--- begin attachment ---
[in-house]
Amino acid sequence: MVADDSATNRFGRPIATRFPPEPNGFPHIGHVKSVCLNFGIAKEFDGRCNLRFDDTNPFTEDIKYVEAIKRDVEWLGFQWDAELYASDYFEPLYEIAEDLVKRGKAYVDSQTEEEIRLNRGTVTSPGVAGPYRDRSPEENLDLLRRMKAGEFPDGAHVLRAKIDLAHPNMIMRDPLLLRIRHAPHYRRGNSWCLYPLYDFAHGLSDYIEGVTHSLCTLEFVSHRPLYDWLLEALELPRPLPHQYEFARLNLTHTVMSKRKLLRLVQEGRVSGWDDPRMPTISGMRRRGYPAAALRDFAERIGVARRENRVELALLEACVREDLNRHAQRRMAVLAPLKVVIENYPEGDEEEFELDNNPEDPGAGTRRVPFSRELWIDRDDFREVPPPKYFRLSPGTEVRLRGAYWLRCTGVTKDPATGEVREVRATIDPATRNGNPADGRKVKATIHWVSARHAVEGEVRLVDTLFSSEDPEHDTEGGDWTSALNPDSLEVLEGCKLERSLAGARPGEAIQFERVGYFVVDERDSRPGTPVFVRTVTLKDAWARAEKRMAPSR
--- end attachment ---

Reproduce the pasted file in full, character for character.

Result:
[in-house]
Amino acid sequence: MVADDSATNRFGRPIATRFPPEPNGFPHIGHVKSVCLNFGIAKEFDGRCNLRFDDTNPFTEDIKYVEAIKRDVEWLGFQWDAELYASDYFEPLYEIAEDLVKRGKAYVDSQTEEEIRLNRGTVTSPGVAGPYRDRSPEENLDLLRRMKAGEFPDGAHVLRAKIDLAHPNMIMRDPLLLRIRHAPHYRRGNSWCLYPLYDFAHGLSDYIEGVTHSLCTLEFVSHRPLYDWLLEALELPRPLPHQYEFARLNLTHTVMSKRKLLRLVQEGRVSGWDDPRMPTISGMRRRGYPAAALRDFAERIGVARRENRVELALLEACVREDLNRHAQRRMAVLAPLKVVIENYPEGDEEEFELDNNPEDPGAGTRRVPFSRELWIDRDDFREVPPPKYFRLSPGTEVRLRGAYWLRCTGVTKDPATGEVREVRATIDPATRNGNPADGRKVKATIHWVSARHAVEGEVRLVDTLFSSEDPEHDTEGGDWTSALNPDSLEVLEGCKLERSLAGARPGEAIQFERVGYFVVDERDSRPGTPVFVRTVTLKDAWARAEKRMAPSR